Technical Search Engine Optimization is key to your overall campaign and impacts your site, web hosting and DNS. So, it’s important to optimize the items.
Building a “new website”, check-out SEO for a New Website.
A few tips: Keep URLs short, include keywords, use lowercase letters and only use dashes in place of spaces.
Pages on your website need to load fast (2 seconds or less) for good ranking. You need not be an IT guru. Top host providers like “WPEngine” have on-board performance tools to help speed up your site. For fast page loading speed you need:
Google reads text best. So, use text-based navigation and anchor text body links for best crawlability results. A few link tips: use keywords for anchor text, link internally to relevant pages and link to 3rd party authority sites when it adds value.
A utility file that’s crawlable by search engines, lists all important web pages and is good for a healthy strategy.
A utility file that’s crawlable by search engines, has special block/allow indexing instructions and is good for a healthy strategy.
When you can’t find a web page (or file) the browser will show an HTTP 404 error. Not a good search signal.
It’s content that’s the same or similar to other content found online. Google will give preference to the original (first published) content and can work against your rankings. It’s easily fixed using the rel=“canonical” Tag to credit the original site.
Special “Schema markup” code added to web pages that improve how Google displays your listing in the SERP. I.e. start ratings, map listings, recipes, etc.
You may know this as mobile responsive meaning your website content adapts to desktop, tablet and mobile. So, Mobile First Indexing impacts SEO and it’s “vital” to your site’s optimization.
SEO Strategy: Step 2
On-page Search Engine Optimization are methods used to increase user experience, rankings and search traffic. On-page methods include content, keyword, mobile and snippet optimizations to name a few.
Before starting on-page, I suggest getting to know your audience first by developing a buyer persona. This will help show their problems, needs and challenges. Then you can start researching relevant keywords.
A buyer persona is a semi-fictional depiction of your ideal customer. It helps frame-up the type of customers you’d like to engage with and outlines their goals and challenges. Once outlined you’ll use new keywords to position your product/service as a solution to search questions.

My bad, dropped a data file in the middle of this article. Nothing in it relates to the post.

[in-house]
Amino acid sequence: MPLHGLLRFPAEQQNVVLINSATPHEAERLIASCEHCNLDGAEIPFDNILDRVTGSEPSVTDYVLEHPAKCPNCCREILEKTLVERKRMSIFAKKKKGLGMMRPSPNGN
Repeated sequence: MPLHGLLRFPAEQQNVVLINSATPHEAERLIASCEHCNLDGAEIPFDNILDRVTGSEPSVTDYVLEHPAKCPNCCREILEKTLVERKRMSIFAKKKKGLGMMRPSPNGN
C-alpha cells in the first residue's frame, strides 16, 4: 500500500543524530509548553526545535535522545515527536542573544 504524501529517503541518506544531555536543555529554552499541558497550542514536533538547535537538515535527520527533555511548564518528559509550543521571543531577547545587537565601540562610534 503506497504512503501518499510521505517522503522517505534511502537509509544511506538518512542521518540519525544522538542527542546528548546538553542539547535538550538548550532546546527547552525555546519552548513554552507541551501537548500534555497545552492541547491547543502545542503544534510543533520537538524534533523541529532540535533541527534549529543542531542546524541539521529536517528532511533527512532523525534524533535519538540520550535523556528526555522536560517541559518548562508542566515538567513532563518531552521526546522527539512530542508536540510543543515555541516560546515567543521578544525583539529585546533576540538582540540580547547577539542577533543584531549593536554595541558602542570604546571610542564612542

Example Buyer Persona
Suzy is your ideal customer. What challenges does she have? What goals can you help her achieve? How will you align your product/service (with keywords) to help her? Now we need to know what motivates her in search (AKA search intent).
Make your own, Buyer Persona Generator
Search intent is the reason someone is using the search engine and helps identify keywords. Types of intent are Navigational, Informational, Transactional and Commercial research. I.e. - people using the word “buy” in their query have purchase intent, etc.
Once you defined buyer personas and search intent, you’re in a good position to start keyword research. So, keywords help align searches queries with your content and it’s important to do your homework.
Start by making a list questions your ideal customer might be asking. This is the basis of your keyword research. Then run them through Google searches, Google Keyword Planner or research tools like SEMRush or Moz. Is your content like the results?
Researching keywords is a massive project and requires time, patience and a few tools.
I use enterprise tools instead of Google Keyword Planner for the best research results.
Remember, your goal is to solve for the user. So, find the right questions and leverage these keywords in your answer.
Next, you’ll add the keywords into your web pages to create purpose for the search engines. Integrate into the page title, URL, initial paragraph, H1 title, Meta Title, Meta Description, image filenames and image ALT tags. Note, it’s also good to use keywords related to your primary keywords to improve context.